I am politically conservative, Jacquie is middle of the road, and Catherine is politically liberal. They are still my “neighbors,” and their safety will ensure that the Communities continues to provide quality hard news and opinion journalism to people across the political spectrum.

Speaking of politics, my travels across America have made it impossible to reach out to every person who has touched my life. I was in Fort Payne, Alabama, two weeks before Katrina hit. I have spoken in 44 states, with the 44th one being Delaware only five days ago. I was safely away ahead of the storm, but my thoughts are with the people who stayed and faced the storm.

So to any person out there who has ever read anything I have ever written, the issue is not whether you like me or hate me, whether you worship my insights or curse my existence. The issue is that if ever there was a time for all of you to comment for the greater good, now is it. Whether you are in a position to offer help, need help, or at least know how to help, please let us know.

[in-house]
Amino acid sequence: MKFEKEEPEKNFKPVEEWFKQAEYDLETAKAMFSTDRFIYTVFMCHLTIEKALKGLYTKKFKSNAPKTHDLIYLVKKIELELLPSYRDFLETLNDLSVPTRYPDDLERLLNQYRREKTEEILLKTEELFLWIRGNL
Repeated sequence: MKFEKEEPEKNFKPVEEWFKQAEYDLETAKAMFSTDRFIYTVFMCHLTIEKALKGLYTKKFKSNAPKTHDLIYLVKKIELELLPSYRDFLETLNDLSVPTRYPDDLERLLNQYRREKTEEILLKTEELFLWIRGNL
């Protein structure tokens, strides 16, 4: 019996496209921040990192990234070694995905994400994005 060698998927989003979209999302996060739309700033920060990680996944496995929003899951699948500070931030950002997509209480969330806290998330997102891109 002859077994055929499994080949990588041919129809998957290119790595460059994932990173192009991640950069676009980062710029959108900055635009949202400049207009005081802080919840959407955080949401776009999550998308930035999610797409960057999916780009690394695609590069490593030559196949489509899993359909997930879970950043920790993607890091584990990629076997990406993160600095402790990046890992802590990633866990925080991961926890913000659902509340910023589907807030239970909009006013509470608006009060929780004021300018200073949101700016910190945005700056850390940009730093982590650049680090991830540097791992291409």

Anybody can surf the internet for information, but the best and most up to date information often comes from ordinary people living life. So please, let us know what is going on.

We can get back to fighting about partisan politics sooner than we really want to. For the moment, let’s roll up our sleeves and get the job done of helping each other rebuild.

We’re Americans. We can do this.

If you are on-line and need help go to; If you came through the storm and want to help, the Red Cross is in need of blood donors use this link to find a donation center near you.